Female Pelvic Disorders
Nearly one out of four women in the United States today suffers from a form of pelvic floor dysfunction. Resulting from weakened or injured muscles and connective tissue, these disorders may cause pain, limited movement, and disruptions in daily life. Department of Urology specialists in female pelvic medicine are highly experienced in the diagnosis and treatment of the wide spectrum of pelvic floor disorders, from overactive bladder and incontinence to pelvic organ prolapse and urethral diverticulum. Below are some of the common diagnoses seen in our clinic:
Pelvic Organ Prolapse
Pelvic organ prolapse (POP) results from weakened muscles and ligaments in the pelvic cavity, which normally hold the pelvic organs in place. When one or more of these organs falls from its normal position, it pushes against the vagina, causing discomfort and often pain. Fortunately, several effective treatments are available to resolve this issue that involve either non-invasive procedures or minimally invasive surgery.
Vesicovaginal Fistula, Urethrovaginal Fistula, Ureterovaginal Fistula, Rectovaginal Fistula
A vaginal fistula involves an abnormal connection between the vagina and another organ nearby, such as the bladder, colon or rectum, causing urine or stool to pass through the vagina. Commonly found in those have recently had surgery or radiation, fistulas are not only painful, but can carry significant emotional distress along with physical discomfort. Surgical solutions to this disorder are available through a transvaginal approach, repairing and reconnecting the appropriate tissues and organs and restoring healthy function.
Incontinence, the accidental loss of urine, affects 13 million women today in the United States alone. While this problem is common, particularly as women age, treatment by a physician is sought in only 10 percent of cases. Many types and causes of incontinence exist, but fortunately there are many treatment options as well, catered to individual cases. Many women respond to behavioral and dietary changes, pelvic floor exercises, and in some cases, medication. For women with certain types of severe incontinence, the OHSU Urology Clinic offers minimally invasive surgical treatment to correct this issue.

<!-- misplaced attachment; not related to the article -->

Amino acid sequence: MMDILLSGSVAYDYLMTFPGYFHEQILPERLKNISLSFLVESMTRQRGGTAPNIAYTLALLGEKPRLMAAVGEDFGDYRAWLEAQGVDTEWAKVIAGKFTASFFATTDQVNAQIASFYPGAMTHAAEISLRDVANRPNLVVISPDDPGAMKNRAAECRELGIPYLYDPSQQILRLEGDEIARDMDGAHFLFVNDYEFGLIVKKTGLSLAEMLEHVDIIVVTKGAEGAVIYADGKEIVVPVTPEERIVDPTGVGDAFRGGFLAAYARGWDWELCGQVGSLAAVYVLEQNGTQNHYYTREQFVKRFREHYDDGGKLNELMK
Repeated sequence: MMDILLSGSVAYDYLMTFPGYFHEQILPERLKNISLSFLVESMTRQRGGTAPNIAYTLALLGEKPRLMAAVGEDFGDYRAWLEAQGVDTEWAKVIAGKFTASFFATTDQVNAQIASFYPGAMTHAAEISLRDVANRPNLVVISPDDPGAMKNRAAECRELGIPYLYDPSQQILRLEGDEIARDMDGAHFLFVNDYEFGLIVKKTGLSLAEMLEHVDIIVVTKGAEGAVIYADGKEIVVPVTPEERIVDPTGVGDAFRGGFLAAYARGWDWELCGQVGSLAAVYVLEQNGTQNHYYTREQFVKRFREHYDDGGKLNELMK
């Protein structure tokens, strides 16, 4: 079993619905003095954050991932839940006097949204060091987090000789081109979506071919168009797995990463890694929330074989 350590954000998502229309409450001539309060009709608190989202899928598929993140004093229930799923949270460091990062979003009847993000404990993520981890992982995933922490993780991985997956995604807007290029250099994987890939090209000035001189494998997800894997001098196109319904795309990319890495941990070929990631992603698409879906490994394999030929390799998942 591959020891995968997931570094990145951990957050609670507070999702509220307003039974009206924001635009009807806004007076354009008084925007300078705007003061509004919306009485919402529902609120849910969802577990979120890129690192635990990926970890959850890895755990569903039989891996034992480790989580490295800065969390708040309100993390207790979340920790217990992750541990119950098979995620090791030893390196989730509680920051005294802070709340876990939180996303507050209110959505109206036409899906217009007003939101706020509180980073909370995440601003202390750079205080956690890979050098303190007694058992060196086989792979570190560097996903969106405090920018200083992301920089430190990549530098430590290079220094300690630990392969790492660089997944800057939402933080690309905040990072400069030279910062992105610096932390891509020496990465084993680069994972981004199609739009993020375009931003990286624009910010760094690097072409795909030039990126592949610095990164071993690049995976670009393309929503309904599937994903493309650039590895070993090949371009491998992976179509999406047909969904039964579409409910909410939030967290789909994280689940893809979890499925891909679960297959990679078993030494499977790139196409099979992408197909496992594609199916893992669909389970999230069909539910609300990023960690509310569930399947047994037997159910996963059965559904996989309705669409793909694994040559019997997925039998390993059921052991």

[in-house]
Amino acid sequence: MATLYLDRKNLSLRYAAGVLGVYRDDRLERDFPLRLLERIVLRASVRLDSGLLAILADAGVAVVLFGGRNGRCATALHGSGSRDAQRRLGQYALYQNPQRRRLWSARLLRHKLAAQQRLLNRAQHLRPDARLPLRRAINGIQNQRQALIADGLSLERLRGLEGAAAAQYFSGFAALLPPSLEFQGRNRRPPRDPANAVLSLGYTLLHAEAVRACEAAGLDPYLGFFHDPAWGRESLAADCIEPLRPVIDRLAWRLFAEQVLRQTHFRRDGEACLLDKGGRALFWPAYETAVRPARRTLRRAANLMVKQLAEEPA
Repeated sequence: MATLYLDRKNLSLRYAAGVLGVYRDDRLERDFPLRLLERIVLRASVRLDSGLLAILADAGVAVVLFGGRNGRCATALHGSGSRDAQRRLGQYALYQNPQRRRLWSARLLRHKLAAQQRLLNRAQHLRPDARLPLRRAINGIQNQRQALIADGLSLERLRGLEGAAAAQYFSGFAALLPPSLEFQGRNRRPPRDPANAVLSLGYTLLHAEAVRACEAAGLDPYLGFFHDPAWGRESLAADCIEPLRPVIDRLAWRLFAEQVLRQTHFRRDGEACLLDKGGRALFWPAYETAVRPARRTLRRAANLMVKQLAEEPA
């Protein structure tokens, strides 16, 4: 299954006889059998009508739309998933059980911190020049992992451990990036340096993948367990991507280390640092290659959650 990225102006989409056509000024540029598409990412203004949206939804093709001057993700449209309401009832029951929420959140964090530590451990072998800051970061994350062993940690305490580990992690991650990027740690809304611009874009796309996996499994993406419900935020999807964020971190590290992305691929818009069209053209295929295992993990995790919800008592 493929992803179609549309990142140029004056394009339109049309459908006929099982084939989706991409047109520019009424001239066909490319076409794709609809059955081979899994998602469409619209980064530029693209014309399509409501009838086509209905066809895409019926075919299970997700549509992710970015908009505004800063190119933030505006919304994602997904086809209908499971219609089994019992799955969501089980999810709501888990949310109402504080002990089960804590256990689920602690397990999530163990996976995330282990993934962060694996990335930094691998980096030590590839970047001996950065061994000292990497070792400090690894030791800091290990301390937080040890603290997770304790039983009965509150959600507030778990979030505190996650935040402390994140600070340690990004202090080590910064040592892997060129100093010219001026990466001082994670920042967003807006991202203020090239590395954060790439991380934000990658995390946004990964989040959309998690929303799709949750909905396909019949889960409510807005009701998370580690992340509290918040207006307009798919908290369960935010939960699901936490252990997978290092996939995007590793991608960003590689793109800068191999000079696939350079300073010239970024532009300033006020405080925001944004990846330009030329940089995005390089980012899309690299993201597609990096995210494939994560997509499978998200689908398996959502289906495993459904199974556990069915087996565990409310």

Overactive Bladder (OAB) is a common syndrome characterized by the sudden, bothersome urge to urinate. OAB is often coupled with frequent urination, nocturia (night-time urination), and incontinence. Several treatments for OAB may be discussed by you and your doctor that involve diet and behavioral changes, pelvic floor exercises, medication management, and in some cases, surgical correction.
Female Sexual Function
A startling forty percent of surveyed American women suffer from female sexual dysfunction. Female sexuality is a very complex issue, and while the majority of research on the topic focuses on psychological causes, there are a great number of physical factors and conditions that can cause difficulty for women of all ages. Experienced in medical management and surgical correction of many sexual disorders, our providers know that these issues can be particularly sensitive and uncomfortable, and take a personalized treatment approach to each patient’s unique situation.
A urethral diverticulum is a small pouch that develops on the wall of the urethra, adversely affecting the urinary tract and causing infections, painful intercourse, dribbling, or vaginal discharge. In some cases, a urethral diverticulum is not symptomatic, but many cases require surgical correction. Fortunately, there are several procedural options for treatment involving transurethral incision of the diverticular neck, creation of a permanent opening between the diverticulum and the vagina, or excision.